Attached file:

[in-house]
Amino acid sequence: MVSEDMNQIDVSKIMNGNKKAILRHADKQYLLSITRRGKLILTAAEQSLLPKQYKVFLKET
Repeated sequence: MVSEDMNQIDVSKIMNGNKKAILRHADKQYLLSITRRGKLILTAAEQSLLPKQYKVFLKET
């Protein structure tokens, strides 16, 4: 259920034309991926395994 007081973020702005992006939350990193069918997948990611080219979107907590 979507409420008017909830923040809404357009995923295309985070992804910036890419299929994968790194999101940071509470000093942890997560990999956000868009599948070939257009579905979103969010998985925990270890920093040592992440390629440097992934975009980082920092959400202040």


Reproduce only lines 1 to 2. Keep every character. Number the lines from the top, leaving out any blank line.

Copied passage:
[in-house]
Amino acid sequence: MVSEDMNQIDVSKIMNGNKKAILRHADKQYLLSITRRGKLILTAAEQSLLPKQYKVFLKET